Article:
Will new pooled pension plans boost retirement savings?
Despite the best of intentions, many people spend virtually all the money they have, says economist Richard Thaler, in his book Nudge.
Thaler believes that when faced with certain options, most people will consistently make the wrong choice.
Therefore, when it comes to something as important as retirement savings, all of us need to be coaxed into developing more self-control, willingness to battle procrastination and the ability to handle short-term sacrifices.
That’s tough to do. For most people, saving for a distant goal such as retirement is a challenge. Setting aside even a few dollars each month is difficult in the years of raising children and buying a home, when the need for cash is greatest.
As well, if saving requires effort, many people will simply avoid it. So, Thaler says, they have to have someone to do it for them — in this instance, their employers.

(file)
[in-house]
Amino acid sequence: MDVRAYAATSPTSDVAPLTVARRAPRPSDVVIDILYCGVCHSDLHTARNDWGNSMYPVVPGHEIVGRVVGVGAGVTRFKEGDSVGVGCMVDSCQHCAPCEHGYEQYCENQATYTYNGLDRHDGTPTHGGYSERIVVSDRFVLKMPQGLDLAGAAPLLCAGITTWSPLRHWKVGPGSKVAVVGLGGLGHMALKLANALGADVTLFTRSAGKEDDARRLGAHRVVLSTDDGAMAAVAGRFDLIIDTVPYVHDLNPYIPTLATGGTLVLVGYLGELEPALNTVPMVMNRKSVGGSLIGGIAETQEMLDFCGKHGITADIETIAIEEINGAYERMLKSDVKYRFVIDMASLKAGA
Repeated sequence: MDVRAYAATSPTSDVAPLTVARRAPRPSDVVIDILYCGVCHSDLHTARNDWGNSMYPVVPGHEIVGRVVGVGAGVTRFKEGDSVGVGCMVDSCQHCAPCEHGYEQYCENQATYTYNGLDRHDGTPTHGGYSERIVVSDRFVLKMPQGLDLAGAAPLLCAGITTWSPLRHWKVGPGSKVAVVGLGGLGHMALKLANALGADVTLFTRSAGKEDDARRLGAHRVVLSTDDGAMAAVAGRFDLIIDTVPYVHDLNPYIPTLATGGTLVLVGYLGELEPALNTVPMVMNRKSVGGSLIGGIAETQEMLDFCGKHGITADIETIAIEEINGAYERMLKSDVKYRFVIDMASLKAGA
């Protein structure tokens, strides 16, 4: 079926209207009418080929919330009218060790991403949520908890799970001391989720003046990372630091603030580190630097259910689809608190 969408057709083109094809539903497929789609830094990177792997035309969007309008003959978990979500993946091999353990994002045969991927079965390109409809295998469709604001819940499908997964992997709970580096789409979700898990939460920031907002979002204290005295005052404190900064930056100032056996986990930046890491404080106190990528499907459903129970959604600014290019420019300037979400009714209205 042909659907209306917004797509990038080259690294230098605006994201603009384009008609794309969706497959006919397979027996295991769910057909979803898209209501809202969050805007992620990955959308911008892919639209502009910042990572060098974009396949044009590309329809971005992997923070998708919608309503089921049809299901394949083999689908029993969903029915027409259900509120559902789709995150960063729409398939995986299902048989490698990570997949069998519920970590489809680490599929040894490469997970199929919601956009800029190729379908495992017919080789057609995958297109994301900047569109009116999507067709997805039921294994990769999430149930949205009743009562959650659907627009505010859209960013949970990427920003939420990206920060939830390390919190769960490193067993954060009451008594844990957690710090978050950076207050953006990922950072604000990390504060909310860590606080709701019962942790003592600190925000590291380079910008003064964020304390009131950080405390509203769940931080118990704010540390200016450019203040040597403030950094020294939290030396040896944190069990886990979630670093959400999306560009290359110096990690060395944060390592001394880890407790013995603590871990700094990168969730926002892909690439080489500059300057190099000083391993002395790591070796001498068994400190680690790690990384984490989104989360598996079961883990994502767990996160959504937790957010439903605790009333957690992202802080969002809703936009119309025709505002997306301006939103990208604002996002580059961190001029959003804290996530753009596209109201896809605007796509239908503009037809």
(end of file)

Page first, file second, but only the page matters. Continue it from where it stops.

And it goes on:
And that’s the thinking behind the government’s recent proposal to encourage small business owners to set up low-cost pension plans for their workers. And, if employees are lucky, put a bit of money towards the plan as well.
Here’s Thaler’s idea: Increase employee retirement savings by giving workers the option of committing to retirement plans now and then increasing their savings rate down the road, each time they get a raise.
If employees opt in, their contributions are increased beginning with the first paycheque following a raise until the contribution rate reaches a pre-set maximum.
Will you set up a new pension plan for your employees? If you're on the receiving end, will you stay with such a forced savings plan?
By Gordon Powers, MSN Money